Thoughts Inspired From Matt Fenn’s Presentation on Resilience

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19 December 2022

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Earlier this month, I attended a presentation by Matt Fenn where he shared his thoughts on resilience. Close to home, Fenn is a kiwi boy who’s faced an array of challenges and obstacles in his life.

He talked about how in different stages of his life, he found that he threw himself 100% into that particular thing, often at the detriment of other aspects of his life. He gave as an example that when growing up, he was very into cricket, so much so that when he moved to London to play, he only focussed on cricket and all of his friends were made through cricket. 

Matt Fenn

He felt that his life so deeply revolved around this one aspect, that when he no longer could play, he felt like his world was shattered. Feeling extremely lonely and isolated, he had thoughts of ending his own life due to the complete lack of purpose and drive.

He told us a story that he was at a gym with a friend and they had a casual discussion about marathons. His friend was of the view that someone couldn’t just go run a marathon without training. Fenn said he disagreed and said they thought that they definitely could. The friend’s response was “go do it then,” which sparked an idea in Fenn.

Fenn has always been a big advocate for mental health, an underestimated issue. He decided that he would run to raise awareness and be an advocate for mental health. He ended up running for 654kms across 5 days to represent every Kiwi lost to suicide in the year of 2020. Constantly breaking Guinness world records and running to raise awareness, Fenn started breaking bones on these runs by enduring foot fractures, rib fractures and his whole body shutting down. He again had realised that he’d thrown himself into one thing at the detriment of other things in his life.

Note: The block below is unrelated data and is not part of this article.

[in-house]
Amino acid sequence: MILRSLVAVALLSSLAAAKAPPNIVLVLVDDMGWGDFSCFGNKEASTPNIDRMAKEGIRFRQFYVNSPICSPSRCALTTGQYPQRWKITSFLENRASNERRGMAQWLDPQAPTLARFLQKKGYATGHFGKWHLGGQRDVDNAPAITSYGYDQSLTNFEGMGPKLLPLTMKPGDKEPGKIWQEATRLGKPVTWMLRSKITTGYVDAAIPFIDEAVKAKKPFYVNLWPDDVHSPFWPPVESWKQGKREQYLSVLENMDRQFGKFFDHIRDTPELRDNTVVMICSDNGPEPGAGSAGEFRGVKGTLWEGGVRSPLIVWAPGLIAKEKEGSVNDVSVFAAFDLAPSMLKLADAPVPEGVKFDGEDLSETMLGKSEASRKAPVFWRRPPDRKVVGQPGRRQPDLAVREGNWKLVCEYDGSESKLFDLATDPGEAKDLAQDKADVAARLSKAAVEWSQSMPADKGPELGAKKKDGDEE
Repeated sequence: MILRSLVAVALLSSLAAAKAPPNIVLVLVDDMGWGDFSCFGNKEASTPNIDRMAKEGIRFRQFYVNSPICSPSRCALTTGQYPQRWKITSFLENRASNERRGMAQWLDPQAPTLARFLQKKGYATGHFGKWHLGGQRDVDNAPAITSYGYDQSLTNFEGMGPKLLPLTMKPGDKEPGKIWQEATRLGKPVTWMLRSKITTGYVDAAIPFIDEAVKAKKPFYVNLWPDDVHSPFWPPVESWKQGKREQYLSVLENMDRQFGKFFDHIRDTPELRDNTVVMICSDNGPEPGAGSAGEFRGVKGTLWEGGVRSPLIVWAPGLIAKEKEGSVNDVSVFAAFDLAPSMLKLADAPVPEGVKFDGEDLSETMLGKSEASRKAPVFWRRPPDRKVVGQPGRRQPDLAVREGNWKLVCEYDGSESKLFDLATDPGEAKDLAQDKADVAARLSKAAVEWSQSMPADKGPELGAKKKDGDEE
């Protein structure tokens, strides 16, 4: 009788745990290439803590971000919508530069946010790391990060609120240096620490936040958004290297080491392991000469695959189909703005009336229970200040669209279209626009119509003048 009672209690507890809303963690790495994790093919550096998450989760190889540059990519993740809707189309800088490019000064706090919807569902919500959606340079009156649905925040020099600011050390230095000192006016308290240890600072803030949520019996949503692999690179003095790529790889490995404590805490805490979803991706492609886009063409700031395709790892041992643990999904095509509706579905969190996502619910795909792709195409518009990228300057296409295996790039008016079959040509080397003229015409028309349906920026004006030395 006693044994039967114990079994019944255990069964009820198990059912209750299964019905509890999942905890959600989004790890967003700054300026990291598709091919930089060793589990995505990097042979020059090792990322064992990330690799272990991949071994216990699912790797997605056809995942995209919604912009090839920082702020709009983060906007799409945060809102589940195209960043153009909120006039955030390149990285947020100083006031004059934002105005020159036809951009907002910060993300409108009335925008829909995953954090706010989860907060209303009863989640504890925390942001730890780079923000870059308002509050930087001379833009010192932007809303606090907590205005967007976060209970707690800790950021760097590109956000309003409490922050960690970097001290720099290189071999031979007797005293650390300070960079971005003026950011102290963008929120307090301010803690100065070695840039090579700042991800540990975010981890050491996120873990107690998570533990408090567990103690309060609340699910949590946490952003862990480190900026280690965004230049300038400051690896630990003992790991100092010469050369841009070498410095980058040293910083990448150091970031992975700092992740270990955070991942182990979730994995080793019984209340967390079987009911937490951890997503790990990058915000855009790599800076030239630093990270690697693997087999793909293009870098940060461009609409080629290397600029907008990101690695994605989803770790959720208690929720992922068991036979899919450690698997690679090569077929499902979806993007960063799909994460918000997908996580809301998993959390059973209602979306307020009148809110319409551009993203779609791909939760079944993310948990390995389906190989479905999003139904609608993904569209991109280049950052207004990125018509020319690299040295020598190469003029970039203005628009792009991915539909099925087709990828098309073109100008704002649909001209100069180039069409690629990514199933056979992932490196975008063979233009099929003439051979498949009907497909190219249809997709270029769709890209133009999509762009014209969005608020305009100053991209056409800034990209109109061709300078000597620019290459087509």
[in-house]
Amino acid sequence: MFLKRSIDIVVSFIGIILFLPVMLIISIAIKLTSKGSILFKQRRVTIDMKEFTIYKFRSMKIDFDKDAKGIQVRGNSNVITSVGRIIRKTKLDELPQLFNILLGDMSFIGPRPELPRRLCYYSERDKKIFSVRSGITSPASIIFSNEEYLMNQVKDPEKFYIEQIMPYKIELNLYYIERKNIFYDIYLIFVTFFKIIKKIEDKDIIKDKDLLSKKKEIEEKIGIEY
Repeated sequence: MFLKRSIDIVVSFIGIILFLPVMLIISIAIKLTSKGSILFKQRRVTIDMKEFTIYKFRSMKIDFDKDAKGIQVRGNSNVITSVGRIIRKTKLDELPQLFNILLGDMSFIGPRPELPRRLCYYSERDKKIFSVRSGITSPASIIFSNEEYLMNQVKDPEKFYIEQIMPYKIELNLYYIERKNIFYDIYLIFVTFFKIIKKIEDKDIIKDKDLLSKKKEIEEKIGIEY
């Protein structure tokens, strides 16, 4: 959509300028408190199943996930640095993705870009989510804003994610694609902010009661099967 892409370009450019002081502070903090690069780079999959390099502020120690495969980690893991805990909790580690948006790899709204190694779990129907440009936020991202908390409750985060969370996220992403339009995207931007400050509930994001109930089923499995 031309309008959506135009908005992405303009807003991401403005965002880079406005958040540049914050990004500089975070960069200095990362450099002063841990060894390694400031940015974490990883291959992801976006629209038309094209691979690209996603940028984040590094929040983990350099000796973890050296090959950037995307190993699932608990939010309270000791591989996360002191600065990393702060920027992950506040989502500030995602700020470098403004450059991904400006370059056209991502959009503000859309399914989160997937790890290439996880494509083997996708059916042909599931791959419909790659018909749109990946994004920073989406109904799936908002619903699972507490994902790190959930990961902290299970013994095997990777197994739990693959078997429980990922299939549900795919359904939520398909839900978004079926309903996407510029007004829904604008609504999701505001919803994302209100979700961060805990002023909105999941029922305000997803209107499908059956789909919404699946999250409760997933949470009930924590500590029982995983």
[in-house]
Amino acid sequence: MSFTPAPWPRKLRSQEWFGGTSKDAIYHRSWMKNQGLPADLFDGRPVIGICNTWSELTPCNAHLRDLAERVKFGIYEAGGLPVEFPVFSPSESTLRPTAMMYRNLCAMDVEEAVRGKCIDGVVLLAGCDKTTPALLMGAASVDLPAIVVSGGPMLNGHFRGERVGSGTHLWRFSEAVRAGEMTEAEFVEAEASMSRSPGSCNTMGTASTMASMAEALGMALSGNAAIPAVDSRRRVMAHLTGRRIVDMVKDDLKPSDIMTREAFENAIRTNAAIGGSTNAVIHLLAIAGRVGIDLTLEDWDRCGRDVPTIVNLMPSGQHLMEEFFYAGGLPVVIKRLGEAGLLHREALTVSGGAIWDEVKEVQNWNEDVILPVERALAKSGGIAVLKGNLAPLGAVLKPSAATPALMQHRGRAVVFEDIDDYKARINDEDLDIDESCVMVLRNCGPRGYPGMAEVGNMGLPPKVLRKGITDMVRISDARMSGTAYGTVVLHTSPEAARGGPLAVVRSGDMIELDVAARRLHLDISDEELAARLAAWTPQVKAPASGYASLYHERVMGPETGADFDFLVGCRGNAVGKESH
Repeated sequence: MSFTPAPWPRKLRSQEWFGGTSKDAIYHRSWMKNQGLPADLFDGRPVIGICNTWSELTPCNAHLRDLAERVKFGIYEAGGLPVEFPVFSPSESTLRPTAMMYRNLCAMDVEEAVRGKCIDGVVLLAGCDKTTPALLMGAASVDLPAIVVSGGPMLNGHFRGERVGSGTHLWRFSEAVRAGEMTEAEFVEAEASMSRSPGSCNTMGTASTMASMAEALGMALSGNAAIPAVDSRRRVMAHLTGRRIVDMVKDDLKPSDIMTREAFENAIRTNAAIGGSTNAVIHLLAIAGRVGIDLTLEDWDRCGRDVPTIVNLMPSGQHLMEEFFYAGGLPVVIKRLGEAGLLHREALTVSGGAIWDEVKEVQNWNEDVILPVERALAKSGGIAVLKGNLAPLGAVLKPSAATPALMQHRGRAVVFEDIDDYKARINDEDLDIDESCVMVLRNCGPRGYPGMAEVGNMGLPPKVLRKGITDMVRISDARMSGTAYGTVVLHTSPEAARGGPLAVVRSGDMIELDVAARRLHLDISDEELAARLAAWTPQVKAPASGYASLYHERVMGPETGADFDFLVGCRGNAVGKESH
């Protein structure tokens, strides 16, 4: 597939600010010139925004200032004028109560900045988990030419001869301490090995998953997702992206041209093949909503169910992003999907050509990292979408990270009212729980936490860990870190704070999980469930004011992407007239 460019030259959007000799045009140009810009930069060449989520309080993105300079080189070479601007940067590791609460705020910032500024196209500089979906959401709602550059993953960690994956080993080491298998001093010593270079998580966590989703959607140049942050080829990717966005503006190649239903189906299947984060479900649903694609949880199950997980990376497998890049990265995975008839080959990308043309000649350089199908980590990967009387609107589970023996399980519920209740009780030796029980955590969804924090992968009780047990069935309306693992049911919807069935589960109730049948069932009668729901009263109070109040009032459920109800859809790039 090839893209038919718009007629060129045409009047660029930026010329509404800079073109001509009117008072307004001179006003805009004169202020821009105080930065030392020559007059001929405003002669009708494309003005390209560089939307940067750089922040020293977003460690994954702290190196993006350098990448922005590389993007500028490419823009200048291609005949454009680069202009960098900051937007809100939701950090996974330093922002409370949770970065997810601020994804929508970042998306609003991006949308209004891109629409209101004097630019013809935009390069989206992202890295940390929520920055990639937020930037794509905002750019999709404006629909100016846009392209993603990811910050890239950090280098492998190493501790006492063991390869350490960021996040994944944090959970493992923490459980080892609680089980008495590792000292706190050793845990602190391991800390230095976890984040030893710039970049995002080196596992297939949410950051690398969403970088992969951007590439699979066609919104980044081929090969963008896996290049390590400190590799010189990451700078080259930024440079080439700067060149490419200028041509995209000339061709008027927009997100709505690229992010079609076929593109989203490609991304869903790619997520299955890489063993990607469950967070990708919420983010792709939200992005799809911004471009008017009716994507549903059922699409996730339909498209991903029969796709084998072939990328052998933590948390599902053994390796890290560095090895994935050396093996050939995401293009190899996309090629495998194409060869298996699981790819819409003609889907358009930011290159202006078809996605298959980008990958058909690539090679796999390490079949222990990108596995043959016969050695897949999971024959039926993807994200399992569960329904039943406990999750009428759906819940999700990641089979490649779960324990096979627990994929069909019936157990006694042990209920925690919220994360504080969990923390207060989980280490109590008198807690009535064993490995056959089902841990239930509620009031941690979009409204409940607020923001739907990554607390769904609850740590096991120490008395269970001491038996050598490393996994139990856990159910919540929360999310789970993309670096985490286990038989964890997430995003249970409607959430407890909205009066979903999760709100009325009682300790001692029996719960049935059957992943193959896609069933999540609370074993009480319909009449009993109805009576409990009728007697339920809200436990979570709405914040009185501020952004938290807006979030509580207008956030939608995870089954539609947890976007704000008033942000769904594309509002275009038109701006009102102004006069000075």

Fenn strived for more balance – to promote mental health and raise awareness in a way that wouldn’t take such a toll on him. 

Something which I found profoundly impactful during his presentation was that at a point in his life where he had found balance and purpose and felt everything was going great, his partner unexpectedly passed away, which turned his world upside down. His message? “Appreciate the ups, but expect the downs too” and I find those words to live by. Life won’t always have you on a high, but it also won’t always be down. The good thing about being in a down point is that the only way is up.

Inspired by his words, presentation and journey to date, I wanted to put out a few of my thoughts regarding resilience. 

Resilience is the concept of adapting to different situations in the face of adversity and coping mentally or emotionally with a crisis to return to your frame of mind pre-crisis. 

Fenn said that he has a system of categorising his habits into things that make him happy – things that bring you a child-like level of joy, and things that you’re good at. By trying to find activities that you can regularly do that fit into those categories, you’re finding things that spark joy and happiness in your life which will help your ability to adapt to difficult situations. 

For me, things that make me happy are exercising; the rush of endorphins and the post-workout high is a feeling that’s euphoric. Something that brings me to a child-like joy is indulging in movie marathons – especially if they’re movies like Marvel movies that really are for your enjoyment rather than intricate plot analysis. Finally, something that I’m good at is singing, when I was younger, being in musicals was my go to. 

Now, for some, that may be indulged by doing karaoke sessions or hitting an open mic. I think this is important because you find meaning in things you do. Rather than feeling like things that are mundane, you’re actually partaking in activities because it inspires you. 

Another tip I have if resilience is something you struggle with, is to stay as connected with people as possible. Focus on the people you have strong, positive relationships with so that you can turn to them for support. However, if you’re feeling unsure about being vulnerable to your close ones, there are a number of organisations that you can reach out to such as Lifeline. Sometimes, it’s easier to open up to people you don’t know.

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